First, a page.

Funny Math: The Government Pretends They Save You Money

The federal Centers for Medicare & Medicaid Services claim that consumers saved $3.9 billion because of restriction on insurance companies under Obamacare. The figure is almost meaningless. Also, they don’t mention that Obamacare is raising insurance premiums, not lowering them.

In contrast, CMS (a part of the Department of Health and Human Services) is now claiming that saving you money means not making you spend as much as you would have under Obamacare.

CMS issued a press release June 20 touting a report on Medical Loss Ratios. Under Obamacare, insurance companies must use 80% of premium income for health care and “quality improvement”, leaving 20% for profit and overhead. CMS said that “For many consumers, the report found that the law motivated their plans to lower prices or improve their coverage to meet the standard.”

In the accompanying report (pdf), CMS claims further (emphasis added):

Consumers benefit from the 80/20 rule in two ways. First, they benefit upfront because insurance companies now keep premiums lower and operate more efficiently in order to meet the 80/20 rule. And second, if an insurance company doesn’t meet the 80/20 rule, then the consumer benefits by receiving a rebate for the amount that exceeds this threshold. In 2012, the 77.8 million consumers in the three markets covered by this 80/20 rule saved $3.4 billion upfront on their premiums because of the 80/20 rule and other Affordable Care Act programs

But neither the logic nor the arithmetic work. If companies can only spend 20% of premiums on profit and overhead, that’s incentive for them to have as large a premium as they can.  Competition and, to a lesser extent, regulation counteract that. The Medical Loss Ratio is a factor raising prices, not lowering them.

What do the “other Affordable Care Act programs” include? A CMS spokesperson emailed:

The Medical Loss Ratio standard (or “80/20 rule”) works in conjunction with other provisions of the Affordable Care Act, including the required review of proposed double-digit premium increases, to stabilize and moderate premium rates and provide consumers better value for their premium dollar.  As the report indicates, the $3.4 billion was a result of upfront savings on premiums, and the remaining $[500] million were from rebates.

Critics of the law are arguing that premiums will rise by selectively looking only at one part of the law, while simply ignoring critical provisions of the law that lower costs and drive premiums downward.

John Goodman of the National Center for Policy Analysis, said “If [insurers] paid rebates, it’s just because they haven’t learned how to game the system. Give them a couple of years and there won’t be any more rebates. They’ll learn how to organize their affairs so as not to pay rebates. You can count on that.”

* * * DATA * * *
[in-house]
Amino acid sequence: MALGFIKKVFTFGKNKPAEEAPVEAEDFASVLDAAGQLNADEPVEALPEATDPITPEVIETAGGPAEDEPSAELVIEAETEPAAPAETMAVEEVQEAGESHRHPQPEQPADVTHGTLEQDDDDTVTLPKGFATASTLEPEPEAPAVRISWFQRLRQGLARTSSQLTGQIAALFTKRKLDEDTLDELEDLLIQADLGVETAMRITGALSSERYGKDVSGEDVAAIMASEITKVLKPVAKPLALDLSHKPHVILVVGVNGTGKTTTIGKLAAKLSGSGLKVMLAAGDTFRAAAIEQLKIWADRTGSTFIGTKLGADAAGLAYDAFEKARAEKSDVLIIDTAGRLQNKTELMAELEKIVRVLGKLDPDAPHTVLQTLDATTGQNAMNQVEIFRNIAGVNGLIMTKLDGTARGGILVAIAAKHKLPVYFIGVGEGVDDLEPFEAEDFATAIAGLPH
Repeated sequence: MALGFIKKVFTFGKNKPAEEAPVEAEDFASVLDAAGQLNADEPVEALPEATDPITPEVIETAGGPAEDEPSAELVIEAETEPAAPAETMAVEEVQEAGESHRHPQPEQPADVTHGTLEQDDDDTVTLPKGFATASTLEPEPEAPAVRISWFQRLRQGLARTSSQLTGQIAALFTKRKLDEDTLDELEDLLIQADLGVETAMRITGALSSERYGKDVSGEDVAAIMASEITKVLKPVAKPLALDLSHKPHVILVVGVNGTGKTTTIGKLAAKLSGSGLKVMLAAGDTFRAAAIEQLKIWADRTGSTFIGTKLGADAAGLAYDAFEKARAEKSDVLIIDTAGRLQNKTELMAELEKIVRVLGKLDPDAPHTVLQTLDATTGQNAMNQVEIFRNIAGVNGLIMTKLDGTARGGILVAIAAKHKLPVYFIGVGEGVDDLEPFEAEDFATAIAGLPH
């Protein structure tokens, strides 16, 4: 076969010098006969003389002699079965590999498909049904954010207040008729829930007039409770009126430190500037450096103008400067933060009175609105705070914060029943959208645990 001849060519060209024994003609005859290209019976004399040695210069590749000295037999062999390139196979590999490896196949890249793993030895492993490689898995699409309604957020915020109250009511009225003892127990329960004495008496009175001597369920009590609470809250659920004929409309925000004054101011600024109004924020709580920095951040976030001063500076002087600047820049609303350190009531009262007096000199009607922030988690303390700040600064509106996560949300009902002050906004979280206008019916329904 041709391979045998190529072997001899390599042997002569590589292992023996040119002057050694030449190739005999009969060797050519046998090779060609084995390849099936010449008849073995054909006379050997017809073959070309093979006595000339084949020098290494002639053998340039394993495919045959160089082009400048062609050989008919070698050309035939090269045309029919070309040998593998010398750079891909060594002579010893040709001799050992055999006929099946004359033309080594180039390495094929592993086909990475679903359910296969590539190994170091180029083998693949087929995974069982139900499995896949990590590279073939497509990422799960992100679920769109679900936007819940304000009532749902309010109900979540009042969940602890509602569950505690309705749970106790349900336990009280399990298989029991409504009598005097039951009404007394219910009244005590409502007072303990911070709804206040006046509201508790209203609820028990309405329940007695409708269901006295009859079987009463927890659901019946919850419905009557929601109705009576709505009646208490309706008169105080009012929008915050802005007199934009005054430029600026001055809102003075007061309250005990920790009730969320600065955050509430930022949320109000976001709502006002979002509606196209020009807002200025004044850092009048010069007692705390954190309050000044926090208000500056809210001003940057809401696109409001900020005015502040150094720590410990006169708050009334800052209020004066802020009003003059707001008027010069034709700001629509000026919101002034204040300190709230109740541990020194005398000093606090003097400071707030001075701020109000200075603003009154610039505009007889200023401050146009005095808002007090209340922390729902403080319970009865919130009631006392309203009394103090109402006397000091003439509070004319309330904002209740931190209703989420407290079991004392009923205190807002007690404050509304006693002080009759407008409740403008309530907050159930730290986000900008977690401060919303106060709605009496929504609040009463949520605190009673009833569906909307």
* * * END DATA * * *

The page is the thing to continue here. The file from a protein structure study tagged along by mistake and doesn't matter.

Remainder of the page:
CMS listed items saving consumers money:

  • Tax credits 
  • Reinsurance 
  • Risk adjustment
  • Risk corridors
  • Allowing for the purchase of lower-premium coverage under a catastrophic plan for young people and individuals who otherwise cannot afford insurance  
  • The new authority to ensure premium hikes are transparent and publicly reported

Goodman said none of those things actually lower premiums to any significant degree. Tax credits increase a consumer’s income, but make it possible for premiums to rise. Eventually they come from someone’s taxes.  Reinsurance, risk adjustment, and risk corridors are all of minor value. 

Young people can buy catastrophic coverage now if they chose, so that’s not saving anyone any money. “And,” Goodman agreed, “the catastrophic care would be more expensive under Obamacare than it would be now in the market. “

The only item listed that could lower premiums are the regulations limiting premium increases. That is simply the latest attempt at price controls, which never work.

[T]he premium savings number captures another way consumers benefit from the 80/20 rule (aside from the rebates) – it captures an estimate of the lower premiums consumers saw due to lower administrative costs and profits. So, this number represents how much more consumers would have paid in premiums if the medical loss ratios had not improved between 2011 and 2012.
The $3.9 billion number is not an actual savings, that is, it’s just their estimate for how much more consumers would have paid if the MLR rule had not been in place and insurers had still raised their prices as if it were.

“After they figure out how to do this,” added Goodman, “it will just shift the administrative costs to the doctor’s side of the ledger.”

“The main thing is, once everybody adjusts to this there are going to be no savings from that rule. Zero. Because they will just shift the administrative activities over to the supplier side of the market instead of having the insurance company do it. There will be something like an Independent Doctor’s Association that does what the insurance company would have done, but it doesn’t count as an insurance company so the rule doesn’t apply to it.”

 According to CMS, 2012 premium savings were calculated by:

(2011 administration – 2012 administration) * (claims in 2012)

I have been looking at this for several days and can’t figure out why that formula was used. It’s possible that “claims” is actually supposed to be premiums. In either case, the numbers used are hopelessly inexact, with exaggerated accuracy.

“That’s just seat-of-the-pants,” said Goodman. “That’s not careful. They’re not understanding that administrative costs are buried in the premium even if they’re not born by the insurance company.”

The Department of Health and Human Services has been working overtime to try to sell Obamacare. The level of propaganda they are forced to adopt is quite telling: if the product were as good as they say it is, it would be selling itself.

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